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Exercise for the brain?

Ask people the best way to keep their thinking skills sharp as they grow older and many would say keeping the mind active. But is this true? Dr Alan Gow of Heriot-Watt University, as part of our Staying Sharp series, looks at the evidence.

My advice

  • For now, the evidence for specific 'brain training' programmes remains inconclusive.
  • If you do games and puzzles because you enjoy them, then certainly continue.
  • In terms of what might offer the most benefit to help keep our thinking skills healthy as we age, research still has a lot of questions to address. But taking up new activities is probably worthwhile.
  • We can’t say for certain which activities might definitely help keep your thinking skills sharp, but doing hobbies and activities that we enjoy is important for quality of life and wellbeing anyway.


Use it or lose it?

The belief that 'exercising' our brains through mentally stimulating activities like puzzles, games and hobbies makes a lot of sense – if we want our brain to stay in peak condition, we should use it.

In fact, one of the theories about reducing or delaying cognitive ageing is referred to as the 'use it or lose it' theory. It’s a popular idea, but is it that straightforward?


Chicken or egg?

Studies of cognitive ageing often get people in older age to complete various tests of their thinking skills and provide details about the activities they regularly take part in. Almost all of those studies find that the people who do more mentally stimulating activities have better thinking skills in older age.

Why is this? One possibility is that the mental demands involved in taking part in stimulating activities keeps people’s thinking skills sharper. However, it could be the other way round: that people who have retained their thinking skills better in older age are more able to keep taking part in more mentally demanding activities. Even in studies that follow people over time, it is often difficult to tell these options apart.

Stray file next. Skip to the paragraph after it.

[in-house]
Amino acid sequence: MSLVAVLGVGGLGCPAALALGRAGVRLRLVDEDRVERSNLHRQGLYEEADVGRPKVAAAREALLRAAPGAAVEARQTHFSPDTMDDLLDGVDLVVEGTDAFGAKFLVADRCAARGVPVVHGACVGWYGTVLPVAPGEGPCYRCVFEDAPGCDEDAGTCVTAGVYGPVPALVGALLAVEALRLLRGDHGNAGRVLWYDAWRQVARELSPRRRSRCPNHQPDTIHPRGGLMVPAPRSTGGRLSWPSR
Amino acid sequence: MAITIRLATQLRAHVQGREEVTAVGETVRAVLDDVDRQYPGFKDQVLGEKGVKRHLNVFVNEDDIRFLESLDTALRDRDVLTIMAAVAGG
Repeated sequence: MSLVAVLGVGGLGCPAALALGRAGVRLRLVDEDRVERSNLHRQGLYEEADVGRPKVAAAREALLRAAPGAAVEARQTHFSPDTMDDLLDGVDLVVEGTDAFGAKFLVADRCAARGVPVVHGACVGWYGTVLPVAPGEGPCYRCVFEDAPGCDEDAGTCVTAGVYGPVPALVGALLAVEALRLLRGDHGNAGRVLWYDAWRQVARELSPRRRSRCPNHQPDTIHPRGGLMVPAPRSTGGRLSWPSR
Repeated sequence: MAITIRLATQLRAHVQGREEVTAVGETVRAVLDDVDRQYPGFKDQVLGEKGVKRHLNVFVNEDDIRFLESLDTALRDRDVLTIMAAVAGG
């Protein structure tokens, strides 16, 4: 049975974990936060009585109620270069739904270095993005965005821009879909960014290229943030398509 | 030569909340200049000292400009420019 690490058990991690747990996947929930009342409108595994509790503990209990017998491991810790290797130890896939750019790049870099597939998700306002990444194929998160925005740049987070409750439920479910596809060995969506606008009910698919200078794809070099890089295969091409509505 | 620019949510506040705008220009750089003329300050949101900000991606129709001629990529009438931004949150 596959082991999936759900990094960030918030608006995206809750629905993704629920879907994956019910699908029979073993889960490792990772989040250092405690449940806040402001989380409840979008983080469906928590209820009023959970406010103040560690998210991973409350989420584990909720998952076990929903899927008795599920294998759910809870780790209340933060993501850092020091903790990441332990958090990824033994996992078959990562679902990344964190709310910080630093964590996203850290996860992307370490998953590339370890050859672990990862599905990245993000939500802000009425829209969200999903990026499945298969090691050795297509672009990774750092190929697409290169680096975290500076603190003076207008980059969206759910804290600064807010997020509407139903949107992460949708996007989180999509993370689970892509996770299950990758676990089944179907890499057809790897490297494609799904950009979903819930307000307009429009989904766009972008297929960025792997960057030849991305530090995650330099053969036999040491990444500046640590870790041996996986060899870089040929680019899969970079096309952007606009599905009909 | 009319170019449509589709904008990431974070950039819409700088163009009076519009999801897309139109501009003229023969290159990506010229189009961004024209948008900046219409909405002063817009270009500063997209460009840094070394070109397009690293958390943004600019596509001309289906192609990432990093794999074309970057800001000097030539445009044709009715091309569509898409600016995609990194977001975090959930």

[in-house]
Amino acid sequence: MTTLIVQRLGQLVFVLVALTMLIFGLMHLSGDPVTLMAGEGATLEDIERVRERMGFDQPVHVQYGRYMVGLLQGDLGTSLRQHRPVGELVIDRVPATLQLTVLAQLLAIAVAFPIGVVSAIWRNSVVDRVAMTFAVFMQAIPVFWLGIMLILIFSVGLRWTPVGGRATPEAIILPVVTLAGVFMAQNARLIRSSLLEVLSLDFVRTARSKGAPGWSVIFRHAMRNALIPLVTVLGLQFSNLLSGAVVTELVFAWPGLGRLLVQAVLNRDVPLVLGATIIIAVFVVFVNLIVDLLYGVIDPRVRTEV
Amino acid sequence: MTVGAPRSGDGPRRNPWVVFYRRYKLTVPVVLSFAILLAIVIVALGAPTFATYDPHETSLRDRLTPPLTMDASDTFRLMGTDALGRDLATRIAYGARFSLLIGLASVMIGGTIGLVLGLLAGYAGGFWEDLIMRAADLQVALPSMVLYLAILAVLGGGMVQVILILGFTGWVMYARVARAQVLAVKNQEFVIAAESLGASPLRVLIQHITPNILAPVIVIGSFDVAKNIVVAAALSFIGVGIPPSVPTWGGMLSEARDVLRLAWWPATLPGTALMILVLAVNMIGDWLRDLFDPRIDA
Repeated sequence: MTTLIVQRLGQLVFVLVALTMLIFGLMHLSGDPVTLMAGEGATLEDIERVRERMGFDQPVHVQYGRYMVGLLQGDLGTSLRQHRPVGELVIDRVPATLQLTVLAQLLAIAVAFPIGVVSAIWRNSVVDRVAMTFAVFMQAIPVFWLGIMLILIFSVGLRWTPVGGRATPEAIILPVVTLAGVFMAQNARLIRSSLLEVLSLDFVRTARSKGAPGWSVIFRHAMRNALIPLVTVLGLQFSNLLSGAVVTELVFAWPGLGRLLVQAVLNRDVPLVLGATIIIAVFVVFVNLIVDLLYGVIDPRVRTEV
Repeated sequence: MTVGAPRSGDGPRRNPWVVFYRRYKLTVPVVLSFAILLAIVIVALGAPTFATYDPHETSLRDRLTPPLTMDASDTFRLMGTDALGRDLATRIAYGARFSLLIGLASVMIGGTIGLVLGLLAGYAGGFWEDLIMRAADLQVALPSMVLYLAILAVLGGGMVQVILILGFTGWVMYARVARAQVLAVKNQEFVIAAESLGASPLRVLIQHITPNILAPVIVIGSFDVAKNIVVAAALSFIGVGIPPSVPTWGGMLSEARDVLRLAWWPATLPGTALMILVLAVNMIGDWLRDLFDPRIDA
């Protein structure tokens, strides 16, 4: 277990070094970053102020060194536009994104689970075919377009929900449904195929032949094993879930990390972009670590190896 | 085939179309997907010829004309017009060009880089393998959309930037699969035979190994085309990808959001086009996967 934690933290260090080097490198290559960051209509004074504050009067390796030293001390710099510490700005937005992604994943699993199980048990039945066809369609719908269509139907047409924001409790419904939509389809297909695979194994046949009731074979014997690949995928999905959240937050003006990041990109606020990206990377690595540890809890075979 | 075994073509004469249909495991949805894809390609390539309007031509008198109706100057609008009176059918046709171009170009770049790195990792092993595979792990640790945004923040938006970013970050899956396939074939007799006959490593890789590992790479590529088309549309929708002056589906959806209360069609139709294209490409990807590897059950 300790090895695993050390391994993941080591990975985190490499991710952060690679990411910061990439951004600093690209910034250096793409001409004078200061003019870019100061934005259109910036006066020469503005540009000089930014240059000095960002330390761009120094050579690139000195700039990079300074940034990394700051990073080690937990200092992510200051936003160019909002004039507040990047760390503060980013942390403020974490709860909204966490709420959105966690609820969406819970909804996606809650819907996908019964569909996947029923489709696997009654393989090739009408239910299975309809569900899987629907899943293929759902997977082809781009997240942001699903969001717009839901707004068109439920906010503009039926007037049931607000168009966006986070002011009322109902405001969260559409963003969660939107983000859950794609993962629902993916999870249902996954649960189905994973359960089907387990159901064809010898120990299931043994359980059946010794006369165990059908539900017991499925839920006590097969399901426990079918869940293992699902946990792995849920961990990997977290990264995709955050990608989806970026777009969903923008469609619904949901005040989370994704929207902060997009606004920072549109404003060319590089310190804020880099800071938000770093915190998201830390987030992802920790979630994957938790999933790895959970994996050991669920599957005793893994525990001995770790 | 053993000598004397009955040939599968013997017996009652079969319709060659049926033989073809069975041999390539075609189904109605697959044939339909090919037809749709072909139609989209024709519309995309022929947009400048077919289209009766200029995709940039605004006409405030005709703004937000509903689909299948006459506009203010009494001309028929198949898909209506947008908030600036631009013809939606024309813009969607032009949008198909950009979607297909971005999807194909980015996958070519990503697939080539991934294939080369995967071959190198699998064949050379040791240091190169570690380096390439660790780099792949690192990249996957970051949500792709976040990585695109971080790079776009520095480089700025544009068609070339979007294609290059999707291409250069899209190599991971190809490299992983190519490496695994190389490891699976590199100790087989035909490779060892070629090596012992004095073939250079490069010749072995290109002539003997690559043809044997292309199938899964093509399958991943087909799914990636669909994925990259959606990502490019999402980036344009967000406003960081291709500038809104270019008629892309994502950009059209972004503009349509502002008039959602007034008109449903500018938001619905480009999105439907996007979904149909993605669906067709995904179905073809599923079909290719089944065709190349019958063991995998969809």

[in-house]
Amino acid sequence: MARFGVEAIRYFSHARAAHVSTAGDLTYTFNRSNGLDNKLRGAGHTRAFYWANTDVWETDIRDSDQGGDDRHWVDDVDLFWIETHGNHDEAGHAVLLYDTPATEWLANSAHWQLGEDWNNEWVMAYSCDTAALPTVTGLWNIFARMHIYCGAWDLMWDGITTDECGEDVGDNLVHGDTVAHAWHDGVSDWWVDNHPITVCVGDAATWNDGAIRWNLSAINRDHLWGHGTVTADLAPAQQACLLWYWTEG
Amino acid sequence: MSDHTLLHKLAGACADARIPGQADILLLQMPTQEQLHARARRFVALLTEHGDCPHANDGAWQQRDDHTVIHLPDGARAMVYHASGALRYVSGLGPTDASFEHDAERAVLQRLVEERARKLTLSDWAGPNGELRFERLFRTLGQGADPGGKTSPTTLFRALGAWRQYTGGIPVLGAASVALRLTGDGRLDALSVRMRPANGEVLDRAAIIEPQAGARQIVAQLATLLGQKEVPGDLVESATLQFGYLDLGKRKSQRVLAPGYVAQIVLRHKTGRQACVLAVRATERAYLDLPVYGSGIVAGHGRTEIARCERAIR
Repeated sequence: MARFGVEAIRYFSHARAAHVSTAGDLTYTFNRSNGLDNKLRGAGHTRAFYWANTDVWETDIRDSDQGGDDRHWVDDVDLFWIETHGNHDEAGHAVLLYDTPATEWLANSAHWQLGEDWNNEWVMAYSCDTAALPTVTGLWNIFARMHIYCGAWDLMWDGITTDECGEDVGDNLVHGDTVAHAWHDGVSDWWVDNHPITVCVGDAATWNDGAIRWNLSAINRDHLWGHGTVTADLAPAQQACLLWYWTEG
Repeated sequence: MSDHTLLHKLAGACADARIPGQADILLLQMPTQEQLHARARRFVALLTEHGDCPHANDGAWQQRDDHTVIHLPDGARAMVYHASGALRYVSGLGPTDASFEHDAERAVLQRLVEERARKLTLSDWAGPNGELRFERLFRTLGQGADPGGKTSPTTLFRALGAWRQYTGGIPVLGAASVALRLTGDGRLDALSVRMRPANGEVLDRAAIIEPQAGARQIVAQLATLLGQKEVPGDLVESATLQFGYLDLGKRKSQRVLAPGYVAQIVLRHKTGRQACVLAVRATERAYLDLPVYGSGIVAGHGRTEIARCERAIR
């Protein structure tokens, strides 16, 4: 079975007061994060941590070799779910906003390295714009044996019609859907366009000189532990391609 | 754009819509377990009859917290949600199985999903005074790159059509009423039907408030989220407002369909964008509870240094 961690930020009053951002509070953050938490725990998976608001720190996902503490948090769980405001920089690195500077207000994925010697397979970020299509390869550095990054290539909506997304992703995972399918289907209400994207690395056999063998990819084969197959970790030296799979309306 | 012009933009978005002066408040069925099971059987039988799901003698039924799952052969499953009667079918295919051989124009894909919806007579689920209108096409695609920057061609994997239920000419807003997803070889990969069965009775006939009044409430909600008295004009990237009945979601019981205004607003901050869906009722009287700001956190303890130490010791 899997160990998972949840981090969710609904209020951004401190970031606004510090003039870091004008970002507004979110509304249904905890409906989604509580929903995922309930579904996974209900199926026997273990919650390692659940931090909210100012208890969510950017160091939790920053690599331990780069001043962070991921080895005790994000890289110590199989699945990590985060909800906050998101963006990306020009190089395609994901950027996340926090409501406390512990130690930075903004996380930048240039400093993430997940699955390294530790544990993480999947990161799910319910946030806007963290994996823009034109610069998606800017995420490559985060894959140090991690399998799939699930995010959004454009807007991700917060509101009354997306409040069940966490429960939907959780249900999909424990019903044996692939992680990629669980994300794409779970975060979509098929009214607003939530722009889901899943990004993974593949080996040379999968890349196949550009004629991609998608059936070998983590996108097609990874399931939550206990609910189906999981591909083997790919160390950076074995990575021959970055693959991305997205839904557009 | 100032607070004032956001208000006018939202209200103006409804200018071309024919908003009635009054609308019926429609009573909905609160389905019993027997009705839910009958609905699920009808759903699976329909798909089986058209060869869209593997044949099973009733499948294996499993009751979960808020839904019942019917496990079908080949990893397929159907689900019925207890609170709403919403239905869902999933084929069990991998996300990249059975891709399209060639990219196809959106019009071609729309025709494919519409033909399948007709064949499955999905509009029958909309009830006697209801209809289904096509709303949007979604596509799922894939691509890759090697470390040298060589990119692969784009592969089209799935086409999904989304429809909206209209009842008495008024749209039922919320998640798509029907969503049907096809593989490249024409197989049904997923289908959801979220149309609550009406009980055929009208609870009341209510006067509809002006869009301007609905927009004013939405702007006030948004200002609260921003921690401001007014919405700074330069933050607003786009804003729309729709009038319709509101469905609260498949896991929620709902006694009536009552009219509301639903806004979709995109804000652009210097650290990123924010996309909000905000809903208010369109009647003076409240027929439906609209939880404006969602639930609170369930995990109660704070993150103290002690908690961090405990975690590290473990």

And there’s a third possibility - that people who do more mentally stimulating activities in older age are those who had higher thinking skills to begin with, that is, from childhood onwards.

It’s clear from a number of studies that mentally stimulating activities are associated with better thinking skills in later life but we are still building the picture as to why and how, and what sort of activities lead to real benefit. More research is needed on different types of activities to test this.


Brain training on trial

The 'use it or lose it' idea is behind the growing market for so-called 'brain training' products. These are often computer-based games or tasks specifically designed to be mentally stimulating. The products are popular but there is controversy over whether brain training really does protect thinking skills in later life.

A group of leading research experts has argued that evidence that brain training can help combat cognitive decline as we grow older is limited. Their view was that people who play these games get better at them but might not see improvements in their thinking skills more broadly.

In January 2016, one of the biggest companies selling these products was fined by the US government Federal Trade Commission for making claims that weren’t supported by evidence and that, in the Commission’s words, 'preyed on consumers’ fears about age-related cognitive decline'.


Do more of the same, or do more?

Various broader research studies have looked beyond the effect of specific brain training programmes, or specific types of games and puzzles.

For activities to be effective in maintaining or improving our thinking skills as we age, they might need to challenge us in new ways according to these studies. That is, the most beneficial activities for us in later life might be doing things we’ve never done before.

One of the biggest studies had participants learning either digital photography or quilting, for example. The results suggested that the people in these 'productive-engagement' groups experienced benefits in terms of their memory performance.

Although the evidence on the benefits for our thinking skills is still incomplete, there are good reasons anyway for taking up entirely new activities – benefits such as increased engagement with other groups of people and the development of new skills.

There is evidence to say that keeping our social relationships active and doing hobbies and activities that we enjoy are important to maintaining quality of life and wellbeing in older age.

Mentally engaging activities

Read more about the ways to stimulate your brain and challenge the way you think in a new report from the Global Council on Brain Health.


About the author

Dr Alan Gow is an Associate Professor in Psychology at Heriot-Watt University and works with large studies of ageing and health at the Universities of Edinburgh and Copenhagen. His research centres on lifestyle factors that might protect or harm the ageing brain and testing real-world activities as a way to support healthy cognitive ageing.


Key references

For more information call Age UK on 0800 055 6112

Last updated: Oct 10 2017

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